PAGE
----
The Office of Adult Faith Formation

In the midst of a pandemic, virtual Rosaries, Lectio Divina, RCIA, among others faith formation and catechesis channels, are migrating to digital platforms such as Microsoft Teams, Go-to-Meeting and Zoom.

“Flatten the curve,” three words that became the norm for each of us to hear during these unprecedented times. For us in the Secretariat of Evangelization & Catechesis, it meant “hit the ground running.” Maintaining a real presence in the midst of a pandemic was an opportunity and a challenge, and posed innumerable questions:  What does this mean for our ministry? Where do we go from here? How do we continue to evangelize? How does one run a Zoom meeting after being only a participant? We found ourselves meeting as a staff every week as well as meeting with our catechetical leaders on a weekly basis to offer resources and assistance where needed. We often heard the phrase; “we are all in this together” and these words echoed throughout our universal Church. We were not simply in an isolated situation rather we shared in solidarity with all of humanity as we navigate through this turbulent storm of Covid-19. Yet, in all the uncertainty one thing was certain that is faith. “Faith is the realization of what is hoped for and evidence of things not seen” (Hebrews 11:1). We could no longer meet “in person” yet this did not prevent us from meeting virtually and going forth like the Israelites crossing the Dead Sea into the unknown.

Microsoft Teams, Go-to-Meeting, and Zoom became platforms that we used to connect with others, to offer faith formation, guidance for catechesis, and moments of prayer. We have learned that many in our parishes began to do the same: virtual rosaries, Lectio Divina, RCIA and so much more. This pandemic has taught us that we can and must continue to reach out to one another. The year 2020 will not be forgotten in history and we are a part of that history. A year in which all Catholics had to give up the “source and summit of the Christian life” namely, the Eucharist, and the sacraments during lent and for longer than that. Watching the daily Mass offered by Pope Francis, Eucharistic Adoration and other forms of prayer became the new normal for many. But it also became an opportunity to worship together as a family, not rushing out of the “church” at the end of Mass, taking the time to sit with the Word of God and like Our Blessed Mother, to ponder the words in our hearts. For some who participate in the Holy Spirit Institute Volunteer Track in Spanish, the opportunity to complete their last course and seminar was life-giving. It not only gave them an opportunity to gather virtually but also enabled them to go deeper in their relationship with God and with one another. As more than one student remarked, “I look forward to the meeting so that I can be in community with others.” Another shared how the formation he had received and the pandemic gave him “new eyes” to see the needs of others and as an essential worker to not turn a “blind eye”, rather help strangers he never would have thought of helping before.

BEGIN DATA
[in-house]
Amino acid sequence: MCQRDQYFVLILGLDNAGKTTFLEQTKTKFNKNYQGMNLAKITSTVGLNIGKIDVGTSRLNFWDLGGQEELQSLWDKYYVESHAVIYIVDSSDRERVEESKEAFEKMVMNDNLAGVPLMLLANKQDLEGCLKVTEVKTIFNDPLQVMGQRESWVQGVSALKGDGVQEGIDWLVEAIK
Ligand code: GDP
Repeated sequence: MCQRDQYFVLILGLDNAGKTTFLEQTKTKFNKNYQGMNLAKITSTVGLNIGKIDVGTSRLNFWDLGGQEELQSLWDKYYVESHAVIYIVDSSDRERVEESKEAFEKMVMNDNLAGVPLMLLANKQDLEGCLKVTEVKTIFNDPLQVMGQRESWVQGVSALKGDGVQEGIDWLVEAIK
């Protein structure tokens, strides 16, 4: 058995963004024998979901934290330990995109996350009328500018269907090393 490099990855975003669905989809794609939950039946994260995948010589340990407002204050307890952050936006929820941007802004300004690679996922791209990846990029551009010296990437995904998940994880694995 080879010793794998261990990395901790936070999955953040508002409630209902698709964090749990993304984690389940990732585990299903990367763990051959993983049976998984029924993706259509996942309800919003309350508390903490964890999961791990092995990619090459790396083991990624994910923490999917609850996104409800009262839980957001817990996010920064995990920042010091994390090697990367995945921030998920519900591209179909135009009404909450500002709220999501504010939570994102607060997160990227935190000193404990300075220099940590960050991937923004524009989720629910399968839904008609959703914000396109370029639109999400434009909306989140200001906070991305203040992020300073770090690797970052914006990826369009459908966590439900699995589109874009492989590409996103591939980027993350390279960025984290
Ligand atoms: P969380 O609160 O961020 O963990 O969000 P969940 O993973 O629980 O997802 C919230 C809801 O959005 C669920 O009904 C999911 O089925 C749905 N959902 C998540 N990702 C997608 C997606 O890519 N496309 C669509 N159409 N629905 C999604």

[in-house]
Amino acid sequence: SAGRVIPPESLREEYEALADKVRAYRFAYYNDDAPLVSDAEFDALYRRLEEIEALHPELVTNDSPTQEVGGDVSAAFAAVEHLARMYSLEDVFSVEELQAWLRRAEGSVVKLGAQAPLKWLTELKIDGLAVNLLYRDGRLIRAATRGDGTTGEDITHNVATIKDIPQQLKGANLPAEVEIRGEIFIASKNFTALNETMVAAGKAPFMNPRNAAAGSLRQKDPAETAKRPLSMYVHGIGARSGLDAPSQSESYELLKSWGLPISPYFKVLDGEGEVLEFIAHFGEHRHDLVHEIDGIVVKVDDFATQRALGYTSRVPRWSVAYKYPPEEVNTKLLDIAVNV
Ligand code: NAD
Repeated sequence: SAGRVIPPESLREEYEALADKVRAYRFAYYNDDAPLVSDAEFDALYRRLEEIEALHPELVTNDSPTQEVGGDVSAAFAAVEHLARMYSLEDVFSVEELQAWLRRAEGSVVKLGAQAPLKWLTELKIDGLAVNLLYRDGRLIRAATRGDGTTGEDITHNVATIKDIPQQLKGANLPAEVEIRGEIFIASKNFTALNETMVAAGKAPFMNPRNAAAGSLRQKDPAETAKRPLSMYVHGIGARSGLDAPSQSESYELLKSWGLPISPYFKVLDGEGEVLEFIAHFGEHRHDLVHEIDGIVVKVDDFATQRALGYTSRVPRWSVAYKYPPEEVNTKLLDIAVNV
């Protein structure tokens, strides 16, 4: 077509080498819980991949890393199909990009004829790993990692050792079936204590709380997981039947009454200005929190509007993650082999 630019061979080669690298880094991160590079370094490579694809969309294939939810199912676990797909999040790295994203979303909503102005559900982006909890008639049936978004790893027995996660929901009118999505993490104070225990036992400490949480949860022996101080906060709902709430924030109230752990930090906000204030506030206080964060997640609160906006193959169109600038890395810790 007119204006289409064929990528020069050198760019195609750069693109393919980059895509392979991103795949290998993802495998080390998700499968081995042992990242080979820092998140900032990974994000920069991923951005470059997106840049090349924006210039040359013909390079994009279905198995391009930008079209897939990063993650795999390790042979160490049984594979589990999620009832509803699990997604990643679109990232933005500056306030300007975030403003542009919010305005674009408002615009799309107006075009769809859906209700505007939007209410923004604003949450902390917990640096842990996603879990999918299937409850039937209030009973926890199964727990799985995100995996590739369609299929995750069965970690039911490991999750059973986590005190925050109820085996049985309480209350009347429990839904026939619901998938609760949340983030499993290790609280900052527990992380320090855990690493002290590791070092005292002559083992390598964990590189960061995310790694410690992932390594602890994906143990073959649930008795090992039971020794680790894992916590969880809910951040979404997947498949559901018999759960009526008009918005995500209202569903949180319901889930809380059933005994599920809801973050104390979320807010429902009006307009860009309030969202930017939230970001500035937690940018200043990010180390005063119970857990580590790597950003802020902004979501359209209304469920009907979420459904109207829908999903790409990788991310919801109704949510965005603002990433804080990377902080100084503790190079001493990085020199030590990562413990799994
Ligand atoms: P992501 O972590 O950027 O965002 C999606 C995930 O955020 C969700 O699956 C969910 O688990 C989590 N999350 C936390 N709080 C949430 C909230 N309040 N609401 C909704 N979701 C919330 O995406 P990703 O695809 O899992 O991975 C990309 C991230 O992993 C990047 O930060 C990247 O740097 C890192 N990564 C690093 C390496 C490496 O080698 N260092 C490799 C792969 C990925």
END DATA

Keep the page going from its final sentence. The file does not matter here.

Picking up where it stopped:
Throughout these several months, I have been a witness to the gratitude and generosity of others. Those catechetical leaders who were grateful for a call, an email, or just knowing that someone was present in case they had a need. In being that witness, I want to reiterate to you even in this time of enforced solitude the interconnectedness of our parish, our ministries, and indeed, our Catholic community through prayer. “In these difficult times, may He allow us to discover the communion that binds us and the unity which is always greater than any division” (Pope Francis, Homily 4/14/2020).